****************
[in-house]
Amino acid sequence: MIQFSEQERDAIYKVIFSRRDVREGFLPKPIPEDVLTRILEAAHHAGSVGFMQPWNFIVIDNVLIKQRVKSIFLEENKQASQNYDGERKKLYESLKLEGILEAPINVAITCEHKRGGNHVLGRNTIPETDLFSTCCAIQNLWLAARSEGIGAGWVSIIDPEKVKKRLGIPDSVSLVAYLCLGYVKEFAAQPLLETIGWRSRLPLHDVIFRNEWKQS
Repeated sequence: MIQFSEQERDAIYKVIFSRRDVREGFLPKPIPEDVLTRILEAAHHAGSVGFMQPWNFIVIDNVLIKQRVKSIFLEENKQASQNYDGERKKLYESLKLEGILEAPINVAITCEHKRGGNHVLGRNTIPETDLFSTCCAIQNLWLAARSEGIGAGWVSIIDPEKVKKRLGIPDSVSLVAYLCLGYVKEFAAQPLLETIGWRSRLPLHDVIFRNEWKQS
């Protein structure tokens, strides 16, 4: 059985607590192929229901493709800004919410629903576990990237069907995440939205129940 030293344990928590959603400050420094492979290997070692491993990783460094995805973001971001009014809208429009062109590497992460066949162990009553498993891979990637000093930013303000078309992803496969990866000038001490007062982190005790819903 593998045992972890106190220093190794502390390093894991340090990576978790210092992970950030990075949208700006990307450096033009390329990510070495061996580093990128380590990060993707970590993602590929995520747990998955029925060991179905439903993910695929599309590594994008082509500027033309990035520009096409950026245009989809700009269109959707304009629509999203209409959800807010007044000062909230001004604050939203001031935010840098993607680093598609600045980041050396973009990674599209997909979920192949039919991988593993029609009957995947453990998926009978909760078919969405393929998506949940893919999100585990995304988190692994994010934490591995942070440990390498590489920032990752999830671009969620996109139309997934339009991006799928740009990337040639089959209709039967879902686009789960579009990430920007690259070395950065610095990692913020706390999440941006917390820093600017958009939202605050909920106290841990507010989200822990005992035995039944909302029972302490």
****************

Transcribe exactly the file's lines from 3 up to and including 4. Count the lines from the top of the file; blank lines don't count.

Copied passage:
Repeated sequence: MIQFSEQERDAIYKVIFSRRDVREGFLPKPIPEDVLTRILEAAHHAGSVGFMQPWNFIVIDNVLIKQRVKSIFLEENKQASQNYDGERKKLYESLKLEGILEAPINVAITCEHKRGGNHVLGRNTIPETDLFSTCCAIQNLWLAARSEGIGAGWVSIIDPEKVKKRLGIPDSVSLVAYLCLGYVKEFAAQPLLETIGWRSRLPLHDVIFRNEWKQS
């Protein structure tokens, strides 16, 4: 059985607590192929229901493709800004919410629903576990990237069907995440939205129940 030293344990928590959603400050420094492979290997070692491993990783460094995805973001971001009014809208429009062109590497992460066949162990009553498993891979990637000093930013303000078309992803496969990866000038001490007062982190005790819903 593998045992972890106190220093190794502390390093894991340090990576978790210092992970950030990075949208700006990307450096033009390329990510070495061996580093990128380590990060993707970590993602590929995520747990998955029925060991179905439903993910695929599309590594994008082509500027033309990035520009096409950026245009989809700009269109959707304009629509999203209409959800807010007044000062909230001004604050939203001031935010840098993607680093598609600045980041050396973009990674599209997909979920192949039919991988593993029609009957995947453990998926009978909760078919969405393929998506949940893919999100585990995304988190692994994010934490591995942070440990390498590489920032990752999830671009969620996109139309997934339009991006799928740009990337040639089959209709039967879902686009789960579009990430920007690259070395950065610095990692913020706390999440941006917390820093600017958009939202605050909920106290841990507010989200822990005992035995039944909302029972302490």